In 11 jurisdictions, people who engage in consensual same-sex sexual activity face the possibility of the death penalty for their behavior. "At least 6 of these implement the death penalty – Iran, Northern Nigeria, Saudi Arabia, Somalia and Yemen – and the death penalty is a legal possibility in Afghanistan, Brunei, Mauritania, Pakistan, Qatar, and UAE," Human Dignity Trust says.

Keep Reading Show less
True

When Sue Hoppin was in college, she met the man she was going to marry. "I was attending the University of Denver, and he was at the Air Force Academy," she says. "My dad had also attended the University of Denver and warned me not to date those flyboys from the Springs."

"He didn't say anything about marrying one of them," she says. And so began her life as a military spouse.

The life brings some real advantages, like opportunities to live abroad — her family got to live all around the US, Japan, and Germany — but it also comes with some downsides, like having to put your spouse's career over your own goals.

"Though we choose to marry someone in the military, we had career goals before we got married, and those didn't just disappear."

Career aspirations become more difficult to achieve, and progress comes with lots of starts and stops. After experiencing these unique challenges firsthand, Sue founded an organization to help other military spouses in similar situations.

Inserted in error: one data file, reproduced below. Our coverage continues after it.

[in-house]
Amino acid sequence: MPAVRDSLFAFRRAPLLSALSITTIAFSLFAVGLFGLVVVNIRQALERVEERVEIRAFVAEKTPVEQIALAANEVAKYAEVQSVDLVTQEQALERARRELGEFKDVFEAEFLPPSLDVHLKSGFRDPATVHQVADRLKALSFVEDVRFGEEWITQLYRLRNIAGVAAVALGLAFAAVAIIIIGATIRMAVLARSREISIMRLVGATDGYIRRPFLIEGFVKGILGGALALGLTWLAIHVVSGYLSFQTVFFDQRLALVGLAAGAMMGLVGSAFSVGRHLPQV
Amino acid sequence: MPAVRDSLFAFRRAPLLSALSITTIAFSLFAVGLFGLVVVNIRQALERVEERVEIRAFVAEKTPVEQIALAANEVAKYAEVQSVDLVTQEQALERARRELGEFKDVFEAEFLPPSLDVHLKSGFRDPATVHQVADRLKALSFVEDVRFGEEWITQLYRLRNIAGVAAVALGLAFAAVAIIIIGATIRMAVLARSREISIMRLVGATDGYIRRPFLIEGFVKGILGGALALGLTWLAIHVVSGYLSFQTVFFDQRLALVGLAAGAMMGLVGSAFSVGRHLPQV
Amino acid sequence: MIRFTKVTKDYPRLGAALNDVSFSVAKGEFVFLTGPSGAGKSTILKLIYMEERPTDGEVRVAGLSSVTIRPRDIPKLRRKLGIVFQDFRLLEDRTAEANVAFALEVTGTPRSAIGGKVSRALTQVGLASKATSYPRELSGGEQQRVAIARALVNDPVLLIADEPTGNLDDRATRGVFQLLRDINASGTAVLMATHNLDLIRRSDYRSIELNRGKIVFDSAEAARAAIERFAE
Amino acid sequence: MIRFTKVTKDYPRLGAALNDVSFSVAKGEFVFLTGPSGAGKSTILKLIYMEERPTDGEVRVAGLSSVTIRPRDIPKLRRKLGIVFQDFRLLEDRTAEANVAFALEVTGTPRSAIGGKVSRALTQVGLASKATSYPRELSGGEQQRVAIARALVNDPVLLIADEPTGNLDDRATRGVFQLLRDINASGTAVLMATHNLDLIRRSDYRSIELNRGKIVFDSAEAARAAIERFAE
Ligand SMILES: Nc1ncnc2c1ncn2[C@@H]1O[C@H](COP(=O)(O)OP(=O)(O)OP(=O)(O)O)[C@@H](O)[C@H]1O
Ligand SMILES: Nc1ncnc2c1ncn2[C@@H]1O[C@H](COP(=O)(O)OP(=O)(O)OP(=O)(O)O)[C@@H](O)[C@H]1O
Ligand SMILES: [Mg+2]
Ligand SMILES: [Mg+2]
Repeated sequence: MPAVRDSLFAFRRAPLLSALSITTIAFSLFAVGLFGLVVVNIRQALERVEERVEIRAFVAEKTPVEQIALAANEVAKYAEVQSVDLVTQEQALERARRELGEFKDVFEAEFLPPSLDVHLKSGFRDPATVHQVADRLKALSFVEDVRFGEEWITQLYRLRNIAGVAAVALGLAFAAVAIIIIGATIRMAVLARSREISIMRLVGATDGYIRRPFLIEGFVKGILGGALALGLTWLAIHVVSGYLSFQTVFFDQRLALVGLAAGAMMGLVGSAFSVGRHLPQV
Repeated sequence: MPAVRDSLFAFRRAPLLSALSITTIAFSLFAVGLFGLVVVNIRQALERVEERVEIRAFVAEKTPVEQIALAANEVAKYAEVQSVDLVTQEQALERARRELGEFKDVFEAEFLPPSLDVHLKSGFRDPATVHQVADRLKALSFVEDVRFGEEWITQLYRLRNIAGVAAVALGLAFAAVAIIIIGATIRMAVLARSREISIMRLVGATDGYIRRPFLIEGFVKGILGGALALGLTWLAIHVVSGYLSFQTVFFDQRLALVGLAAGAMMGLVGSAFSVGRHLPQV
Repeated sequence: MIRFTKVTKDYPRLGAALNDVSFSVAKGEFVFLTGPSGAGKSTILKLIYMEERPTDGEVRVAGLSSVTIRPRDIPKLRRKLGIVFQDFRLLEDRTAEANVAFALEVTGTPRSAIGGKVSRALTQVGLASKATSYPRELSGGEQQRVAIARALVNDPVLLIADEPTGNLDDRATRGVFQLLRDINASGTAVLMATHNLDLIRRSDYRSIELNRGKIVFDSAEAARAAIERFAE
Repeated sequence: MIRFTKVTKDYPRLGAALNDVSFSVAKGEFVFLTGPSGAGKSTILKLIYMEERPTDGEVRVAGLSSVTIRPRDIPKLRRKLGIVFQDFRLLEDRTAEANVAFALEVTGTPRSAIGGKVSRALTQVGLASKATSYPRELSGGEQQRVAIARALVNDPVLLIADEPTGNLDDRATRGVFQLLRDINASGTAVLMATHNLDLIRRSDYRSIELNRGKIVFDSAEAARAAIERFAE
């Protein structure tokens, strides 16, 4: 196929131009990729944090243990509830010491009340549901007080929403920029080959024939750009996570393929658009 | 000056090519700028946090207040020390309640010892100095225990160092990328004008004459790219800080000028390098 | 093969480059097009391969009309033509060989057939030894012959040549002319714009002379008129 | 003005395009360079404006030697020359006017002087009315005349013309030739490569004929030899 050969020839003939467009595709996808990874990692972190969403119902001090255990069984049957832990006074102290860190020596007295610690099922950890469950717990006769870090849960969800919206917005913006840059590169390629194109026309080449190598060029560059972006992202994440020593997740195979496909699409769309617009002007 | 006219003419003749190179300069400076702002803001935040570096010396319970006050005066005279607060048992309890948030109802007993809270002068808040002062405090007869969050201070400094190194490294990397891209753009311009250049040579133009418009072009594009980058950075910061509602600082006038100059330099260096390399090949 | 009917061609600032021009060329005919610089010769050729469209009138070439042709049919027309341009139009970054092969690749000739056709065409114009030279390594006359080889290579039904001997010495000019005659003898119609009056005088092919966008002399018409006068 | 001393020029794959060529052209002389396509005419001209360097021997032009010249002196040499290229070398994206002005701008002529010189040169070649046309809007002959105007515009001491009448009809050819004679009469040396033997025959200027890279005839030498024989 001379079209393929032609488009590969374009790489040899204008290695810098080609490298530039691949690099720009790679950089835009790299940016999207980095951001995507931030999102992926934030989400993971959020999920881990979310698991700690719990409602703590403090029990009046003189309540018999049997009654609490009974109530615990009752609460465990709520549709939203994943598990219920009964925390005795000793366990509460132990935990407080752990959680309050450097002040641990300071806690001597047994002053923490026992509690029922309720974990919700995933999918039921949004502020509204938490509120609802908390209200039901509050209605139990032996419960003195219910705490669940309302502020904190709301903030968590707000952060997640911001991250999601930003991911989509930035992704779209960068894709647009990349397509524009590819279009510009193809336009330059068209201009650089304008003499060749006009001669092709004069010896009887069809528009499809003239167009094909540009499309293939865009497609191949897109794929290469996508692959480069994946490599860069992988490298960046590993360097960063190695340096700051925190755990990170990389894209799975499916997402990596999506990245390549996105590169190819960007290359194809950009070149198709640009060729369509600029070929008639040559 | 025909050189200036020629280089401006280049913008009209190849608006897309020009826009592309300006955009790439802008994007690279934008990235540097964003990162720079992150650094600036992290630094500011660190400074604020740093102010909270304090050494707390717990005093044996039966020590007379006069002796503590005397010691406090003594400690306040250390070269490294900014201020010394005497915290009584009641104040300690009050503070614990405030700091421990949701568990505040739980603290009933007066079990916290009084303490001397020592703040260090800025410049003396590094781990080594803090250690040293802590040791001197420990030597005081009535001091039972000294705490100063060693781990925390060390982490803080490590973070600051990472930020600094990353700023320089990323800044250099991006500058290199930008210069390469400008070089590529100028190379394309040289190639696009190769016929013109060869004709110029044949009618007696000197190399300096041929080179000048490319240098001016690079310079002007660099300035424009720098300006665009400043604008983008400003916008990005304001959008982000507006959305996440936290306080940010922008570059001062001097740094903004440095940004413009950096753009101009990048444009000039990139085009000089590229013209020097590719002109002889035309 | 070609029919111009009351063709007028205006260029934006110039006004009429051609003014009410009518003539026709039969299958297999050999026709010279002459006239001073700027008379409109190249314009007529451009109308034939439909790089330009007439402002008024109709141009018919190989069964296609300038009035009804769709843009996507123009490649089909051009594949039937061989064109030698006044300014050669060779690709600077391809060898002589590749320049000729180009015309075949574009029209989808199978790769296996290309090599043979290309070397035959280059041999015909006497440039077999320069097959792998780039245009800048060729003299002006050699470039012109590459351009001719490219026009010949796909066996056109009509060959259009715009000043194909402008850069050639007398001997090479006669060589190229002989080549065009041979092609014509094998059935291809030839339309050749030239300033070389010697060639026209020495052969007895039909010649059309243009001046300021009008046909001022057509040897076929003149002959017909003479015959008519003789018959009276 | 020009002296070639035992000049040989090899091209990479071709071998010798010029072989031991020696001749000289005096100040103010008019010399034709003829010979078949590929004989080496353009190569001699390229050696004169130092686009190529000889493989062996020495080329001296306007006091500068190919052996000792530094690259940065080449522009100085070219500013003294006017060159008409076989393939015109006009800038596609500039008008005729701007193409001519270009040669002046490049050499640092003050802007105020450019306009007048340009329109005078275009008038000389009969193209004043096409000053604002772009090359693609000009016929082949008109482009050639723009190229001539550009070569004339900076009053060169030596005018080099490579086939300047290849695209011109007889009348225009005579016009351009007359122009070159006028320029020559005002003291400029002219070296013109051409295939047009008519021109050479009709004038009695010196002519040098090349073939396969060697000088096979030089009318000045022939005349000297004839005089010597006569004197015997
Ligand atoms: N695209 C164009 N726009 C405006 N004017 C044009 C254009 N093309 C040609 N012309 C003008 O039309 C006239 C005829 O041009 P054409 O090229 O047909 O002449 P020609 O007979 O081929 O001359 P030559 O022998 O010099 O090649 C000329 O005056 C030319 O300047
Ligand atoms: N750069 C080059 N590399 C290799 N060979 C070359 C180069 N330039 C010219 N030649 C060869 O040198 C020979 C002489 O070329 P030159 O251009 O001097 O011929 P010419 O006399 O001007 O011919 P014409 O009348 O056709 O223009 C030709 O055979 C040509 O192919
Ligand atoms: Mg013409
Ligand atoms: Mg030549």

Sue had gotten a degree in international relations because she wanted to pursue a career in diplomacy, but for fourteen years she wasn't able to make any headway — not until they moved back to the DC area. "Eighteen months later, many rejections later, it became apparent that this was going to be more challenging than I could ever imagine," she says.

Eighteen months is halfway through a typical assignment, and by then, most spouses are looking for their next assignment. "If I couldn't find a job in my own 'hometown' with multiple degrees and a great network, this didn't bode well for other military spouses," she says.

She's not wrong. Military spouses spend most of their lives moving with their partners, which means they're often far from family and other support networks. When they do find a job, they often make less than their civilian counterparts — and they're more likely to experience underemployment or unemployment. In fact, on some deployments, spouses are not even allowed to work.

Before the pandemic, military spouse unemployment was 22%. Since the pandemic, it's expected to rise to 35%.

Sue eventually found a job working at a military-focused nonprofit, and it helped her get the experience she needed to create her own dedicated military spouse program. She wrote a book and started saving up enough money to start the National Military Spouse Network (NMSN), which she founded in 2010 as the first organization of its kind.

"I founded the NMSN to help professional military spouses develop flexible careers they could perform from any location."

"Over the years, the program has expanded to include a free digital magazine, professional development events, drafting annual White Papers and organizing national and local advocacy to address the issues of most concern to the professional military spouse community," she says.